25th national Rube Goldberg contest set for March 31
WEST LAFAYETTE, Ind. - It's going to be a balloon-popping party when eight college teams compete in the 25th annual Rube Goldberg Machine Contest on March 31 at Purdue University.
The contest, sponsored by Purdue's Phi Chapter of Theta Tau engineering fraternity, rewards machines that most effectively combine creativity with inefficiency and complexity to complete a simple task.
This year, teams have designed machines that will inflate and then pop a balloon.
The contest's namesake is the late cartoonist Rube Goldberg, who specialized in drawing whimsical machines with complex mechanisms to perform simple tasks.
So far, eight college teams are scheduled to compete. They include previous winners Purdue, St. Olaf College of Northfield, Minn., and Ferris State University of Big Rapids, Mich. Other teams expected to compete are from the University of Illinois, University of Texas, Pennsylvania State University, University of Arizona, and South Dakota School of Mines and Technology.
Also attending this year's competition will be Jennifer George, Rube Goldberg's granddaughter and the director of legacy for Rube Goldberg Inc.
"I love coming to Purdue, the Holy Grail of Rube Goldberg Machine competitions," George said. "It's exciting to meet the teams and watch their machines in action. Every year I'm amazed by the scale of the event and its influence on young minds worldwide. I'm happy to say, thanks to Purdue and hundreds of other schools nationwide, my grandfather's legacy is stronger than ever."
While 20 steps is the minimum number required to complete the task, most teams will use many more. For instance, the Purdue Society of Professional Engineers and Society of Hispanic Professional Engineers have a machine that uses 300 steps to trace the history of the Rube Goldberg contest.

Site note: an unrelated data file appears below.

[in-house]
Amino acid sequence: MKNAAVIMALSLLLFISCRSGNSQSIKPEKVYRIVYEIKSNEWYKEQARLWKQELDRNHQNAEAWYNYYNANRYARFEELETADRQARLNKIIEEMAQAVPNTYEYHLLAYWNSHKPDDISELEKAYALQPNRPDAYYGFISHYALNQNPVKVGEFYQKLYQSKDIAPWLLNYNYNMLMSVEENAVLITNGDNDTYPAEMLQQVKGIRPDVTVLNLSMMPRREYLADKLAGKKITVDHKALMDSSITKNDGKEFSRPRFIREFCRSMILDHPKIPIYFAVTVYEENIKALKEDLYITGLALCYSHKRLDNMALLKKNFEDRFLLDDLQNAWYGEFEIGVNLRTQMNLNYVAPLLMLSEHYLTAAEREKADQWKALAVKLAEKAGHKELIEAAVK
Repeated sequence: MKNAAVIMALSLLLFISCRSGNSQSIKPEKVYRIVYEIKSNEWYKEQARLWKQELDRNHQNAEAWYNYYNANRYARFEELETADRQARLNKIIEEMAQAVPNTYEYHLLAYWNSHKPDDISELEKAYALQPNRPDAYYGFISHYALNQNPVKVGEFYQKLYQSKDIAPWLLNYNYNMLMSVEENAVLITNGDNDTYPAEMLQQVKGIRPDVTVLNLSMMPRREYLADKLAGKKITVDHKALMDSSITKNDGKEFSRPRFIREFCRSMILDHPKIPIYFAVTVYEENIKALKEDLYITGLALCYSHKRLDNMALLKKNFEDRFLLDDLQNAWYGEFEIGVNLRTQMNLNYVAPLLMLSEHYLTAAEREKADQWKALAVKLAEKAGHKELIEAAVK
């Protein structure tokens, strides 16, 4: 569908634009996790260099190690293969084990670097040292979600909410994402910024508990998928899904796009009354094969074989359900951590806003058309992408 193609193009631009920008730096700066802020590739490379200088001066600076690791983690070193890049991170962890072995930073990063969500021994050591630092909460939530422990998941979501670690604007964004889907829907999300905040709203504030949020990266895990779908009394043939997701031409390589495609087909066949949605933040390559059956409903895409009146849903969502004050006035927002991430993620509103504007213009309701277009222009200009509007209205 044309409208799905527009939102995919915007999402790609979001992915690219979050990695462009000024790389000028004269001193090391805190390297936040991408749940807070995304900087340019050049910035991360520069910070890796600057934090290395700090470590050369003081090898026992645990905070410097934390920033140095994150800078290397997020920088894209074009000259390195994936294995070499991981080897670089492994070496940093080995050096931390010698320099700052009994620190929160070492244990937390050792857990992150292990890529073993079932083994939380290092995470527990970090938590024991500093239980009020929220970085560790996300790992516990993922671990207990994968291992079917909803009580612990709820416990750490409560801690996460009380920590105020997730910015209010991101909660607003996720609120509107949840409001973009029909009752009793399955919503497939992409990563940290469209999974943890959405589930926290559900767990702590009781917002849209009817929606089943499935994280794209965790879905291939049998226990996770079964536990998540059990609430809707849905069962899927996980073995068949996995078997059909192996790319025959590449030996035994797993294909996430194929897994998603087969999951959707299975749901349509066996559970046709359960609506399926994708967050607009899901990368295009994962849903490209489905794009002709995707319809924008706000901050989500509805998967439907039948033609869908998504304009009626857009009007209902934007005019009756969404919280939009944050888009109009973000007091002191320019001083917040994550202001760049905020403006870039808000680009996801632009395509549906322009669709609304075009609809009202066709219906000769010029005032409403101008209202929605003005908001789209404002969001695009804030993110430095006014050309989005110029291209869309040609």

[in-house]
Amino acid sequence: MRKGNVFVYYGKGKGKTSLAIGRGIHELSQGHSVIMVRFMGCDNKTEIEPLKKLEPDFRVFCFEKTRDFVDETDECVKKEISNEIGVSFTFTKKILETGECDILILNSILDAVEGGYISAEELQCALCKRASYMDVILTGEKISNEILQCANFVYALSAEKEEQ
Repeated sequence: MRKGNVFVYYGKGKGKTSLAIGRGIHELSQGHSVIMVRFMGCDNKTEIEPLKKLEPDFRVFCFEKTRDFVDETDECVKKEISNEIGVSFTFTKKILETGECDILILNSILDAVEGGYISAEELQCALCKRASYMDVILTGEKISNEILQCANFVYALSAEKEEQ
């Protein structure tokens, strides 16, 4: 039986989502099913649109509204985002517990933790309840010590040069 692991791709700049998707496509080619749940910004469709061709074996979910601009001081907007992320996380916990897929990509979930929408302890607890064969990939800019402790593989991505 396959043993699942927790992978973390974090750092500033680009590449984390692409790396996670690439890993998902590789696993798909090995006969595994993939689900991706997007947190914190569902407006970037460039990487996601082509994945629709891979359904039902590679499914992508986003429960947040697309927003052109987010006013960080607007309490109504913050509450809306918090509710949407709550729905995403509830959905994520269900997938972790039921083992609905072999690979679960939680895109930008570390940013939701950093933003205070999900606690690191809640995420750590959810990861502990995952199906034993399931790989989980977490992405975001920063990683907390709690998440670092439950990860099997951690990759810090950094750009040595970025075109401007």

Last year, the same team created a machine that had 244 steps, winning it a spot in the "Guinness Book of World Records" for most steps by a Rube Goldberg machine.
The national contest, held in Purdue's Elliott Hall of Music, is free and open to the public. The contest begins at 9 a.m. Doors open at 8 a.m.
Sponsors for this year's competition are Alcoa, Lockheed Martin, Priio, Rockwell Collins, and the Purdue Colleges of Engineering and Technology and the School of Mechanical Engineering.
Rube Goldberg earned a degree in engineering from the University of California, Berkeley, in 1904. He worked as an engineer for the city of San Francisco for less than a year before becoming a sports cartoonist for the San Francisco Chronicle. He received a Pulitzer Prize in 1948 for his political cartoons published by the New York Sun.
The Rube Goldberg Machine Contest dates back to 1949 when it began as a competition between two Purdue fraternities. It was held until 1955, then revived in 1983 and opened to all Purdue students. The first national contest was held in 1988.
Writer: Judith Barra Austin, 765-494-2432, email@example.com
Source: Derek Lee, Theta Tau national contest chairman, firstname.lastname@example.org